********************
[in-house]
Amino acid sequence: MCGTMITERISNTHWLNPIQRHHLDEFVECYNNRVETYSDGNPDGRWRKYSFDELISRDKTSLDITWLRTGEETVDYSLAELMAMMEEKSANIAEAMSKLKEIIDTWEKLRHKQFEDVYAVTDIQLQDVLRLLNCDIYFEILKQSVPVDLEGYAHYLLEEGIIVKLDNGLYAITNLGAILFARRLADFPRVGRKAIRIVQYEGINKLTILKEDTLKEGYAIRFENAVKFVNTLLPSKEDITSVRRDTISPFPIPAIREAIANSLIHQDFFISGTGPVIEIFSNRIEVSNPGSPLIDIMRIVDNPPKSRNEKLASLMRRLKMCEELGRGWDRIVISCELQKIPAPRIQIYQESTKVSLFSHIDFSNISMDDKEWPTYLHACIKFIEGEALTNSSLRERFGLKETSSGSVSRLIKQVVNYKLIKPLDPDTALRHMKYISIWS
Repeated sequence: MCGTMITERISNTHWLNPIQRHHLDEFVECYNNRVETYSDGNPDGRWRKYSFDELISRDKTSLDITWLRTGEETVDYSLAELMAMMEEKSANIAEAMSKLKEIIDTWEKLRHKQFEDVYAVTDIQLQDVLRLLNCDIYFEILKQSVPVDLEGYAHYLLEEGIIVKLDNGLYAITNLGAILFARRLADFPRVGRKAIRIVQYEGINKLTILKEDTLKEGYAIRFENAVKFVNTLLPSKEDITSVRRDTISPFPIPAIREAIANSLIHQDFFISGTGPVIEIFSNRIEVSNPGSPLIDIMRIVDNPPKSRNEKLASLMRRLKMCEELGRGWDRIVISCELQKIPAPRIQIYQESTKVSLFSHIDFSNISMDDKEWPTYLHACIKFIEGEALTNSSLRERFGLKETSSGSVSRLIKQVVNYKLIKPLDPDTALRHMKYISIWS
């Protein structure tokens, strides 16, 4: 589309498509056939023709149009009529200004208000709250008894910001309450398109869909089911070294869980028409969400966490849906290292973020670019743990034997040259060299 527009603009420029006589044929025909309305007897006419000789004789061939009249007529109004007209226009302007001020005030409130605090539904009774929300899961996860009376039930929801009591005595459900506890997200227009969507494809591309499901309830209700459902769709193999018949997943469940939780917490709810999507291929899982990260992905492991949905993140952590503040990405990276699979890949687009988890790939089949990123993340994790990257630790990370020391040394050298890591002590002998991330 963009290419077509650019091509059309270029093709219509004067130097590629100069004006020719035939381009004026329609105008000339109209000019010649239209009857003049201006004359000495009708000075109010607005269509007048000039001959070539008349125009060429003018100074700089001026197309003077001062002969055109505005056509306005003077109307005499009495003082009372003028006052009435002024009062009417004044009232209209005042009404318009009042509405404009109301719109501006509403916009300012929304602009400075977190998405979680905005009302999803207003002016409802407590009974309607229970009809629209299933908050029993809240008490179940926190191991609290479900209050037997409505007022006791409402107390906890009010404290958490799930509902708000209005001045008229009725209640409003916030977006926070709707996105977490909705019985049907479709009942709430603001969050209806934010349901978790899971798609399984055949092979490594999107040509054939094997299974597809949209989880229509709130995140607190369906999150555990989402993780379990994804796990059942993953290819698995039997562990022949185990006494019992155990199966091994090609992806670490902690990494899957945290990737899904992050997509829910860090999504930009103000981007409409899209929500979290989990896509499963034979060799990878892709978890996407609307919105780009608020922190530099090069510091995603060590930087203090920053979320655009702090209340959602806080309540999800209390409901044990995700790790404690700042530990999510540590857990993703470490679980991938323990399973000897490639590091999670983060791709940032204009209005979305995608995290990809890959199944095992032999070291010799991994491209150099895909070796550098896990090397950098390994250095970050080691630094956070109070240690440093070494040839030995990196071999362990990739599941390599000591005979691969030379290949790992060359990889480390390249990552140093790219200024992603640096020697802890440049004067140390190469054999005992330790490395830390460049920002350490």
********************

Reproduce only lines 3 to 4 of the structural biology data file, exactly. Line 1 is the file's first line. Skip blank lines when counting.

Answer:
Repeated sequence: MCGTMITERISNTHWLNPIQRHHLDEFVECYNNRVETYSDGNPDGRWRKYSFDELISRDKTSLDITWLRTGEETVDYSLAELMAMMEEKSANIAEAMSKLKEIIDTWEKLRHKQFEDVYAVTDIQLQDVLRLLNCDIYFEILKQSVPVDLEGYAHYLLEEGIIVKLDNGLYAITNLGAILFARRLADFPRVGRKAIRIVQYEGINKLTILKEDTLKEGYAIRFENAVKFVNTLLPSKEDITSVRRDTISPFPIPAIREAIANSLIHQDFFISGTGPVIEIFSNRIEVSNPGSPLIDIMRIVDNPPKSRNEKLASLMRRLKMCEELGRGWDRIVISCELQKIPAPRIQIYQESTKVSLFSHIDFSNISMDDKEWPTYLHACIKFIEGEALTNSSLRERFGLKETSSGSVSRLIKQVVNYKLIKPLDPDTALRHMKYISIWS
């Protein structure tokens, strides 16, 4: 589309498509056939023709149009009529200004208000709250008894910001309450398109869909089911070294869980028409969400966490849906290292973020670019743990034997040259060299 527009603009420029006589044929025909309305007897006419000789004789061939009249007529109004007209226009302007001020005030409130605090539904009774929300899961996860009376039930929801009591005595459900506890997200227009969507494809591309499901309830209700459902769709193999018949997943469940939780917490709810999507291929899982990260992905492991949905993140952590503040990405990276699979890949687009988890790939089949990123993340994790990257630790990370020391040394050298890591002590002998991330 963009290419077509650019091509059309270029093709219509004067130097590629100069004006020719035939381009004026329609105008000339109209000019010649239209009857003049201006004359000495009708000075109010607005269509007048000039001959070539008349125009060429003018100074700089001026197309003077001062002969055109505005056509306005003077109307005499009495003082009372003028006052009435002024009062009417004044009232209209005042009404318009009042509405404009109301719109501006509403916009300012929304602009400075977190998405979680905005009302999803207003002016409802407590009974309607229970009809629209299933908050029993809240008490179940926190191991609290479900209050037997409505007022006791409402107390906890009010404290958490799930509902708000209005001045008229009725209640409003916030977006926070709707996105977490909705019985049907479709009942709430603001969050209806934010349901978790899971798609399984055949092979490594999107040509054939094997299974597809949209989880229509709130995140607190369906999150555990989402993780379990994804796990059942993953290819698995039997562990022949185990006494019992155990199966091994090609992806670490902690990494899957945290990737899904992050997509829910860090999504930009103000981007409409899209929500979290989990896509499963034979060799990878892709978890996407609307919105780009608020922190530099090069510091995603060590930087203090920053979320655009702090209340959602806080309540999800209390409901044990995700790790404690700042530990999510540590857990993703470490679980991938323990399973000897490639590091999670983060791709940032204009209005979305995608995290990809890959199944095992032999070291010799991994491209150099895909070796550098896990090397950098390994250095970050080691630094956070109070240690440093070494040839030995990196071999362990990739599941390599000591005979691969030379290949790992060359990889480390390249990552140093790219200024992603640096020697802890440049004067140390190469054999005992330790490395830390460049920002350490």